Lead Mining Guided Walk on a dry, beautiful Sunday afternoon 28th April

The group meet outside The Barley Mow

The group meet outside The Barley Mow pub Bonsall

What a good turnout for the guided walk on Sunday! About 20 local residents turned up to try out the first of the guided walks to promote the local history trails around Bonsall. After a quick pint in the Barley Mow http://www.barleymowbonsall.co.uk we were ready to face the hills and dales…….

Walking past the site of the Calamine Mine near Puddle Hill

Walking past the site of the Calamine Mine near Puddle Hill just up hill from the Barley Mow

 One of the many capped lead mine shafts on Bonsall Moor

One of the many capped lead mine shafts on Bonsall Moor – using railway sleepers from the disused railway line nearby, closed as a result of the Beeching Act. D.H. Lawrence wrote about the lead mining landscape in his short story ‘The Virgin and the Gypsy’.

Peering down the shaft - this one is about 80ft deep with a corner at the bottom

Peering down the shaft – this one is about 80ft deep with a corner at the bottom

Mike reads a poem written for the (mostly) illiterate lead miners to help them remember the lead mining laws

Mike reads a poem written for the (mostly) illiterate lead miners to help them remember the lead mining laws, customs and liberties – he only read a short section from this very long poem.

Mike Lynch of the Bonsall History Society reads the lead miners poem by Edward Manlove.
 Titled: The Liberties and Customs of the Lead-Mines within the Wapentake of Wirksworth in the County of Derby.
London: 1653.

To find out more about Edward Manlove, a lawyer residing in Ashbourne and the full text of the poem visit https://en.wikisource.org/wiki/Manlove,_Edward_(DNB00)

The dogs were engrossed

The dogs were engrossed

A picnic by the restored Lime Kiln near Hollowchurch Way

A picnic by the restored Lime Kiln near Hollowchurch Way

The official launch of the 6 History walks around Bonsall will be on Sunday afternoon 19th May – all welcome!

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Launch of the Bonsall History Trails! Sunday May 19th 2pm, Bonsall Village Hall

The Pig of Lead Pub, Bonsall

The Pig of Lead Pub, Bonsall

Telling our story: Bonsall History Project celebrates £9,300 Heritage Lottery Fund Grant with the launch of 6 history walk leaflets around Bonsall

Bonsall History Project is one of the first groups in the UK to receive a Heritage Lottery Fund (HLF) ‘All Our Stories’ grant.

After months of research and preparation the 6 walk leaflets are now complete and will be officially launched at Bonsall Village Hall on Sunday May 19th at 2pm.

To help the village tell its own story and find out more about the heritage of Bonsall the project has included research trips to Ruddington Framework Knitting Museum, the Black Country Living museum, Matlock Mining Museum, a landscape photography workshop, a social media workshop and lots and lots of walking!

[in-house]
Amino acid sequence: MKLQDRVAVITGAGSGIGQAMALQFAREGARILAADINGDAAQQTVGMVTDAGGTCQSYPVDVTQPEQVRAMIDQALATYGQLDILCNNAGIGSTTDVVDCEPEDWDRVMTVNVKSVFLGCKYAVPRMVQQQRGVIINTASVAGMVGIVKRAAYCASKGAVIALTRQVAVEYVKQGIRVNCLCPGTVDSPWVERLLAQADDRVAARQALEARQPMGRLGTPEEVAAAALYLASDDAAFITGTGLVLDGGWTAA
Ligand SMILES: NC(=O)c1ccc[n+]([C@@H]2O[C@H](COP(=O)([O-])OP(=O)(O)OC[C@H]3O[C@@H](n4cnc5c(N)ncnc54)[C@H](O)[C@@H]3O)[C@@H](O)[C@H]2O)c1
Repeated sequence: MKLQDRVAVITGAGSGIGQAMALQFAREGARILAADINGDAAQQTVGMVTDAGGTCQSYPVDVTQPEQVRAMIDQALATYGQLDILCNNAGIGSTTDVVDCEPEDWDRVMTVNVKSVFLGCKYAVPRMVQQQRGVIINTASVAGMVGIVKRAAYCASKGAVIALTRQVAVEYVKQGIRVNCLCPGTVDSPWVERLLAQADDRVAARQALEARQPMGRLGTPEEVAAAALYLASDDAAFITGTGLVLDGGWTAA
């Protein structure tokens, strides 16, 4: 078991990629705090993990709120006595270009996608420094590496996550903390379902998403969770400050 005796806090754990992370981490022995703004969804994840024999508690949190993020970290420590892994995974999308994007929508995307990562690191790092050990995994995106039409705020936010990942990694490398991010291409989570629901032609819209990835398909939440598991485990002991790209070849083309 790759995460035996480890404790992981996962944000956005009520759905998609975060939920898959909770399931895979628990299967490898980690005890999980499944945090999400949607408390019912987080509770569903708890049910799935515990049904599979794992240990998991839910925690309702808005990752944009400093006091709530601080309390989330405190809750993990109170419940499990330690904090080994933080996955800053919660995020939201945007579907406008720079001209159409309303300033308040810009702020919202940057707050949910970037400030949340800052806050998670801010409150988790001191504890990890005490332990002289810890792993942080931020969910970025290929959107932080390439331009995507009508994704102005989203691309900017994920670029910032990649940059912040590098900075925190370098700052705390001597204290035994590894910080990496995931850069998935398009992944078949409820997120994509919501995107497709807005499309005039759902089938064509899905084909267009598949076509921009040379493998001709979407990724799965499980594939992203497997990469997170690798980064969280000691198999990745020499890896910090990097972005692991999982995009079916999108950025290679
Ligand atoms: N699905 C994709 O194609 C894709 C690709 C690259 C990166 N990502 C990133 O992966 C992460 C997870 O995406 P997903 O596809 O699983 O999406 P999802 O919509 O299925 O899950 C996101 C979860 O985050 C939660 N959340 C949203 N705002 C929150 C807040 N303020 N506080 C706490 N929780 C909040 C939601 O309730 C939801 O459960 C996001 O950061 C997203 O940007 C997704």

On Sunday May 19th at 2pm villagers are invited to come along to a celebration and launch afternoon where they can collect their Bonsall History Trail leaflets.

There will be a display of photos and historic images of Bonsall and refreshments.

Peter Fellows of Bonsall History Group said:

“We will use the event to give a free set of six leaflets to each household in the village. The illustrated leaflets cover the historical development of Shops and Pubs; Lead Mining; Framework Knitting and Other Trades; Schools and Churches; Bonsall’s Landscape and Historic Routes through the village. They each include a walking map to guide users around each route. Everyone is welcome to the launch and we hope to give you the opportunity to find out something of why Bonsall has developed in the way that it has.”

Contact

pfellows@btinternet.com

Bonsall History Blog: A walk through history www.bonsallhistory.wordpress.com

Bonsall History Website www.bonsallhistory.org.uk

Bonsall Village newsletter Mutterings  www.bonsallvillage.org

Heritage Lottery Fund

Emma Sayer, Head of the Heritage Lottery Fund East Midlands, said:

“Clearly the success of All Our Stories has reinforced the fact that we are indeed a nation of story tellers and that we want to explore and dig deeper into our past and discover more about what really matters to us. This is exactly what the grant will do for the The Bonsall History Trails and Leaflets Project as the Bonsall History Project embark on a real journey of discovery.”

Heritage Lottery Fund All Our Stories funding stream is now replaced by Sharing Heritage

http://www.hlf.org.uk/HowToApply/programmes/Pages/Allourstories.aspx#.UXJSzr9gP8s

Second Archive Film Night is a hoot!

The second archive film night which was presented as part of the The Bonsall History Trails Project attracted a full house at Bonsall Village Hall. After the relative sobriety of the excellent British Transport Films Unit ‘Peak District’ film, http://www.youtube.com/watch?v=TX86reWvrKk – there were plenty of laughs as we watched films about hen racing in Wirksworth, one man’s struggle to scale High Tor in Matlock Bath and a blast from the seventies – a film about the Janet Reger Underwear Factory. £65-£85 for a night dress! In the 70’s! You’d have to be Joan Collins to afford that!

Image

Mike and Jon ready the DVD projector before showing the films